India’s 2020 Covid-19 response was appreciated by many as it took rapid steps to impose restrictions to arrest the pandemic. However, the relative success in the 2020 Covid-19 battle induced a sense of premature celebration in India. Investments were neither made in vaccine development and procurement nor in expanding India’s frail health infrastructure. Little financial or contractual support was given to Indian vaccine manufacturers to ramp up existing manufacturing capacities. As the second wave spread across India, the Indian government inexplicably decided to leave the task of procuring vaccines to the 36 states and territories. The central government has finally revised this decision, and vaccines shall be procured and financed centrally, with free vaccines given to all adults. This is a welcome step in the right direction, towards hybrid leadership. Fund crisis response and science
On his first day in the White House, Biden and his administration signed an order to fully reimburse states for the cost of personnel and emergency supplies. Such funding provided life-saving funds to states and communities that had already been financially ravaged. The situation in India is unfortunately inverse. The fiscal health of Indian states is frail due to the pandemic, and the second wave will financially burden them even more. The frail fiscal health of the states is evident in the rise of crowdfunding campaigns to help remote areas get essential health infrastructure and supplies. Ideally, like the US’s Operation Warp Speed, India too should have invested substantial funds in 2020 to help its scientists and health sector develop and manufacture vaccines.
The crisis response of the US shows that evidence-based leadership that respects data, scientists and experts, and coordinates and funds science and crisis response can dramatically turn around the fate of a country. India needs a course correction too. Additionally, fearless experts and scientists who inform the public and policymakers need to be empowered and provided with resources and compensation to meet international standards. This is the moment for India to rethink its path, just as the US did a few months ago. Dr. Anjul Khadria (California Institute of Technology) and Dr. Prateek Raj (Indian Institute of Management Bangalore)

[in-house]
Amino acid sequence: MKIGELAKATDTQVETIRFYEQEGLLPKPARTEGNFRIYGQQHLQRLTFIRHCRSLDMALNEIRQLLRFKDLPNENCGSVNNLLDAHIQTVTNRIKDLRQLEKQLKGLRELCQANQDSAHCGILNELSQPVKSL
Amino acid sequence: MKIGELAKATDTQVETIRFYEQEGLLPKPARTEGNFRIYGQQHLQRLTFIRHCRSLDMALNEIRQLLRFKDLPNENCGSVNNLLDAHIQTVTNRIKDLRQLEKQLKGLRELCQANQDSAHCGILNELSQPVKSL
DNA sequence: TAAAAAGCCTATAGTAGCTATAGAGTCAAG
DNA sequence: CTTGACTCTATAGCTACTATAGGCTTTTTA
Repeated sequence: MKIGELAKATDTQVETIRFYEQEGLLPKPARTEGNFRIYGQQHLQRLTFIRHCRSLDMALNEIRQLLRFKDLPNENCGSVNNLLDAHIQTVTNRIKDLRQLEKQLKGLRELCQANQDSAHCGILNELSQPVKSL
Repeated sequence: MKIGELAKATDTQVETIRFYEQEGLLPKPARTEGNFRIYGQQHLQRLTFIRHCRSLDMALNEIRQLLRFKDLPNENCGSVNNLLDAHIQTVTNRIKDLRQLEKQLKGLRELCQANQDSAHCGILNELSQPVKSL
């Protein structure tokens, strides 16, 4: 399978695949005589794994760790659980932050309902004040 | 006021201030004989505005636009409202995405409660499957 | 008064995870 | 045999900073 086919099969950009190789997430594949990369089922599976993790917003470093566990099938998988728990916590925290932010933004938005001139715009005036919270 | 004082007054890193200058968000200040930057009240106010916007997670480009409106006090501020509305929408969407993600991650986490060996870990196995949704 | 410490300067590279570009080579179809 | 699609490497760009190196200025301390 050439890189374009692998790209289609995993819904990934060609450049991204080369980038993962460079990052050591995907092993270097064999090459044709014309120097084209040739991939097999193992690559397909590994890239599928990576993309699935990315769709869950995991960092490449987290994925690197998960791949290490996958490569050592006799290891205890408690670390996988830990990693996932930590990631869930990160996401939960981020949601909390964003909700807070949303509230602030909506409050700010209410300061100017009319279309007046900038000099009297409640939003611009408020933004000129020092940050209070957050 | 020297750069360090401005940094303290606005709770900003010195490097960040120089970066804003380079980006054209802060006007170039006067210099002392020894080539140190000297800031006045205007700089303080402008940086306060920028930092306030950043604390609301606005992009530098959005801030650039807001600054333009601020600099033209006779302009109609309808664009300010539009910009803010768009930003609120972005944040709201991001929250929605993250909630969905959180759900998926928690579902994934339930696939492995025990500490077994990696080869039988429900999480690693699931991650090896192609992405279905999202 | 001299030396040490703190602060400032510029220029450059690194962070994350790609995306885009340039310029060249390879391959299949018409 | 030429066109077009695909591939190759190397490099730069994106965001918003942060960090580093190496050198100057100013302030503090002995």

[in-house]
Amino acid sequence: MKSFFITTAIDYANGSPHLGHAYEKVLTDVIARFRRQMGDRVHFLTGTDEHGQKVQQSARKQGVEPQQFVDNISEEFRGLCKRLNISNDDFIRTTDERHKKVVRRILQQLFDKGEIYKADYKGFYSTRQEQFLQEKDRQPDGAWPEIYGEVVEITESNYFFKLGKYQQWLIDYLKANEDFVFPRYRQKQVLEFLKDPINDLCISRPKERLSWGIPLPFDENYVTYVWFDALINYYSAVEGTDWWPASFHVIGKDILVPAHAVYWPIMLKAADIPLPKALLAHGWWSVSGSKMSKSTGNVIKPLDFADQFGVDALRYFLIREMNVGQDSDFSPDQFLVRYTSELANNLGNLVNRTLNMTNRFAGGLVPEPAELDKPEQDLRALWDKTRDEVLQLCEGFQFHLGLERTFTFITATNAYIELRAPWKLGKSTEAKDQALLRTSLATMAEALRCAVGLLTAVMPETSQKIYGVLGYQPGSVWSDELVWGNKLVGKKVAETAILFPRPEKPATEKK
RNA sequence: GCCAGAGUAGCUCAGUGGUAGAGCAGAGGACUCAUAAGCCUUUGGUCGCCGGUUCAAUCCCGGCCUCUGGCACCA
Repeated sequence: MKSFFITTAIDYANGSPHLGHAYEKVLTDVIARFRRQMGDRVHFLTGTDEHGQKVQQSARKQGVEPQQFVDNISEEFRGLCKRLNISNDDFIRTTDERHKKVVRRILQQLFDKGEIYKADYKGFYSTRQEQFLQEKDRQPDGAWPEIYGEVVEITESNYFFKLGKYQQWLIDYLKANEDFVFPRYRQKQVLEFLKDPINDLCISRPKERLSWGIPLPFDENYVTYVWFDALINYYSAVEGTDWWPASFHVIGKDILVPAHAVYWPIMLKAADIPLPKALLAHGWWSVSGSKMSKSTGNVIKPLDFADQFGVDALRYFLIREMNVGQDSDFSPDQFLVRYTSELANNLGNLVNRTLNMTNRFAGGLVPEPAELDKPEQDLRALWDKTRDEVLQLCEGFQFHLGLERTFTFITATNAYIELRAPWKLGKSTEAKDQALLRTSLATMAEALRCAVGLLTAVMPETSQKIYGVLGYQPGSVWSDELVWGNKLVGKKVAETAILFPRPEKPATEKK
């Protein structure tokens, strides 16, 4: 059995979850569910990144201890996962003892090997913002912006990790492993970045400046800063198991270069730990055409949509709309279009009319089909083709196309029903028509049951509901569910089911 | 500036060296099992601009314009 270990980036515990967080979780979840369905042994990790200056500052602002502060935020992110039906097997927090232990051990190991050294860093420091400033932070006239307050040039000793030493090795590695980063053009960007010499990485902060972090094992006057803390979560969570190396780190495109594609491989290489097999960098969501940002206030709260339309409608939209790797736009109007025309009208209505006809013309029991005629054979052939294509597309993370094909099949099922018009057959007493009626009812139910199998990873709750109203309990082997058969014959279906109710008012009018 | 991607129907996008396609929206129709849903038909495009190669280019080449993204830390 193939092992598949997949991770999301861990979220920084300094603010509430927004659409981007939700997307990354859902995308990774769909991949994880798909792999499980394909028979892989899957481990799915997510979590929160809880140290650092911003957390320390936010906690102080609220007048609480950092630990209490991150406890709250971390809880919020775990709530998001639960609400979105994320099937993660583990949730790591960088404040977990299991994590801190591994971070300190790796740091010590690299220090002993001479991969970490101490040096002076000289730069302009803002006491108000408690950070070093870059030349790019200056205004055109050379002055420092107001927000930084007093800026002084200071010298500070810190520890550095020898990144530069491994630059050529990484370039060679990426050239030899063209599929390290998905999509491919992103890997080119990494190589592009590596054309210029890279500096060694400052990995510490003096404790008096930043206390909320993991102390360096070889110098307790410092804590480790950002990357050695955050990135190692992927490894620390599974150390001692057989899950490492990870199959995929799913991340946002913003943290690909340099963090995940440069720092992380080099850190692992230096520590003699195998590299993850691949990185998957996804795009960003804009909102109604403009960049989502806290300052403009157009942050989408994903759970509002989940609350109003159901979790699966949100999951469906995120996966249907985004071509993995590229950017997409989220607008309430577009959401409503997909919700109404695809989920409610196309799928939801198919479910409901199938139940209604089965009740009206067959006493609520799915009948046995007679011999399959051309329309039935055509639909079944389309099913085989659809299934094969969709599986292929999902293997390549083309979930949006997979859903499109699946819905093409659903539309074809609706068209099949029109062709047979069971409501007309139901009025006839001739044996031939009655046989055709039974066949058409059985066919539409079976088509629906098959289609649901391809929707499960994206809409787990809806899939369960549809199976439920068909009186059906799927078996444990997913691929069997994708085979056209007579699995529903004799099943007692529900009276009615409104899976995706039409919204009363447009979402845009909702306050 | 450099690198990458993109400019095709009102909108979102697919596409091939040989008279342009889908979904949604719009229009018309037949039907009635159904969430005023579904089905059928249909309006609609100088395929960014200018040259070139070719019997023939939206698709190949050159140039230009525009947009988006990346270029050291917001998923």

Biography: Dr. Anjul Khadria (email@example.com) is an Indian biochemical scientist at Caltech who has researched the Indian, British, and American research ecosystems. He studies mechanisms and dynamics of various drugs at Caltech and his research was deemed as essential by Caltech during the pandemic. Dr. Prateek Raj (firstname.lastname@example.org) is an Assistant Professor of Strategy at Indian Institute of Management Bangalore, and a Stigler Center Junior Fellow at the University of Chicago Booth School of Business. His co-authored research on “How to manage large scale public crises?” appeared in the latest issue of Stanford Social Innovation Review.
[This article has been published with permission from IIM Bangalore. www.iimb.ac.in Views expressed are personal.]